(130) +5M (160) (20lvls class features)

Breath Weapon (Su): The Dragon may use itís Breath once every D4 rounds. The breath weapon is a line of energy of the Dragonís subtype, dealing D6 damage +D6 for every two HD after first (Reflex save for half against DC 10+Ĺ HD+ Con modifier).

Bonus Feats: Brawler Drakes gain a bonus feat at 8HD and every 3rd HD thereafter, which may be selected from Metabreath, Monstrous or Fighter feats. Magic Drakes may choose a bonus Metamagic feat at 15HD and every 10th HD thereafter. Shifter Drakes may choose a bonus Monstrous feat at 14HD and every 8th HD thereafter.

Directed Breath (Ex): A Dragon can spend a use of itís breath weapon to target a number of adjacent 5í spaces; up to half itís HD as a Standard Action or up to itís HD as a Full-Round Action. The Dragon must have line of effect to each space, and each must be adjacent to the last space targeted (except the first), but other than this the Dragon may place them as it likes (even in three dimensions). The target spaces must all be within the dragonís maximum breath weapon range (see the dragon size table). All within a targeted space take breath weapon damage, with a Reflex save for half damage (DC 10+ĹHD+Con mod), along with any additional effects the breath weapon normally causes. Targeting the same space twice does not increase the damage, but each successive time the square is targeted (or for every square a large creature occupies that is targeted), the save DC increases by +1. A Dragon may apply Metabreath feats or spells it knows to a Directed Breath attack if it wishes.

As a Full-Round action, a dragon may fly up to itís speed and use itís Breath Weapon (targeting up to half itís HD spaces), optionally targeting spaces it passes over during movement. If it wishes to breath into spaces above or to the side, it must rotate itís body; the breath is always aimed Ďbelowí the dragon (due to the fact it needs to see where itís going which it can do by looking down, but not up or to the side). If it flies in a straight line, it may make a double move and target one space per HD, but all the targeted spaces must be in a straight line along the dragonís flight path either above, below or in front.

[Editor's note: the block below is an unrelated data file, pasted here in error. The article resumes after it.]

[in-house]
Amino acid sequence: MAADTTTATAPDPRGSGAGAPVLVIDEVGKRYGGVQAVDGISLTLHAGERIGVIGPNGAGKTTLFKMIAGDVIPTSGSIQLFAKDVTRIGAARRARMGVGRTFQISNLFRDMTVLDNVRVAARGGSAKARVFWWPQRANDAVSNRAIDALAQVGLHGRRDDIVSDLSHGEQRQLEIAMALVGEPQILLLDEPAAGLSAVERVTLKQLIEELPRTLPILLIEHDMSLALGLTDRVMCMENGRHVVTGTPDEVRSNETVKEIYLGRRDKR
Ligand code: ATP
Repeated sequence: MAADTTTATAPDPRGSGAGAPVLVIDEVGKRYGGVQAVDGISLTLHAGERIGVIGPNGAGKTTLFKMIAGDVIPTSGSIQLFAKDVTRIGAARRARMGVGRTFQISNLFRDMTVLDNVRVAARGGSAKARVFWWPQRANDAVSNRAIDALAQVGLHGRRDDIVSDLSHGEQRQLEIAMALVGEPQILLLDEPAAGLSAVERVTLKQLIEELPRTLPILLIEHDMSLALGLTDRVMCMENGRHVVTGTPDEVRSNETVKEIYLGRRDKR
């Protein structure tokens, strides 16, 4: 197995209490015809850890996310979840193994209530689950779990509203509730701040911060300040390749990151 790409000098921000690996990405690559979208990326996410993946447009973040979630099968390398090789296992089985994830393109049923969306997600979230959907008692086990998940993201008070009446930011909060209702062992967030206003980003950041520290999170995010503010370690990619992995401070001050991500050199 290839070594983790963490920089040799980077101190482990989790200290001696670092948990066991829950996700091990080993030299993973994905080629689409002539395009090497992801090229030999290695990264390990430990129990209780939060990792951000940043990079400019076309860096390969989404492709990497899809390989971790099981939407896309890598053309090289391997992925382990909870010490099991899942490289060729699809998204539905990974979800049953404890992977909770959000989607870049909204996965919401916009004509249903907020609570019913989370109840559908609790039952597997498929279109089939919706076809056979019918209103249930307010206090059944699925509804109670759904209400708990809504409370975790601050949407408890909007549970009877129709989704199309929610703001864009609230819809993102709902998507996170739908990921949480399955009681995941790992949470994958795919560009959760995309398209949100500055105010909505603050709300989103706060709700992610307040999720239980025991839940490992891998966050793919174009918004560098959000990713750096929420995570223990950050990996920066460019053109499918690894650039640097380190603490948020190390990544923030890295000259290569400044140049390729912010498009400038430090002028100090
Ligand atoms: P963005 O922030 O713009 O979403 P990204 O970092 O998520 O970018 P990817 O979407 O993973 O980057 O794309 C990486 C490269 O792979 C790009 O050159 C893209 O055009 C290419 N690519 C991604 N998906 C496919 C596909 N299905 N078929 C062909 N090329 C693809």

Alternate Form (Su): At 7 HD a Shifter Dragons gains the ability to assume the form of any humanoid, animal, monstrous humanoid, giant or magic beast of between their size and Diminutive, provided that form does not have an ECL higher than the Dragonís. Dragons can shapeshift a number of times per day equal to half itís Dragon HD. It takes a standard action to do so. Once in the new form, they remain in that form until they change again. A Dispel Magic or Anti-or Null-magic field will not turn them back into their natural shape (though in the latter two cases they may not be able to shapeshift again until they leave the area). The Dragon will assume the form of an average member of the species. If killed, the Dragon will revert to itís natural form (the form the Dragon spends most of itís time in recently out of itís Dragon or favoured forms counts as itís natural form).

Favoured Form (Ex): At 7 HD a Shifter Dragon gains Favoured Form. At 9 Shifter Drake HD, and every 5 HD thereafter, the Dragon gains an additional form. Favoured Forms use the Dragonís base physical stats (before Dragon racial or size modifiers), plus the creatureís racial bonuses. Favoured Forms are also treated as natural forms for the purposes of effects that force shapeshifters to change shape. A favoured from is one the Dragon uses often, and is a specific individual of a species rather than a generic member. A Dragon shifting into another creature of the same species looses the benefits of favoured form. Thus, a Dragon might have the form of a human adventurer. If it shifted into another human, it would lose the benefits of Favoured Form. In addition, the Favoured form will be approximately the same physical age as the Dragon (to a maximum of a young adult if the Dragon desires). Usually, Dragons will have a humanoid race as a favoured form (typically human).

You start the class at Tiny Size. Because a dragon increasing in size is net bonus (as they don't get less dextrous) and the bonuses are siazble, I decided that I would basically charge a level for a size category increase. As it stands, three times in the 20 levels you increase in size instead of gaining a level. (Or rather, you increase in size and get a shed-load of stat boosts, but no extra HD). Twice during the progression, you gain no additional HD, but gain a bonus to all three mental stats. So basically, you have a 15/20 HD advancement over 20 levels. However - and it's a pretty big however - those 15 HD are dragon HD, giving you full BAB, good saves and 6 skill points. Thus class-based stat gains just about out-weigh or equal the lost HD as compared to a 20/20 HD/ECL progression without the stat boosts, considering both sets of base stats to be 10.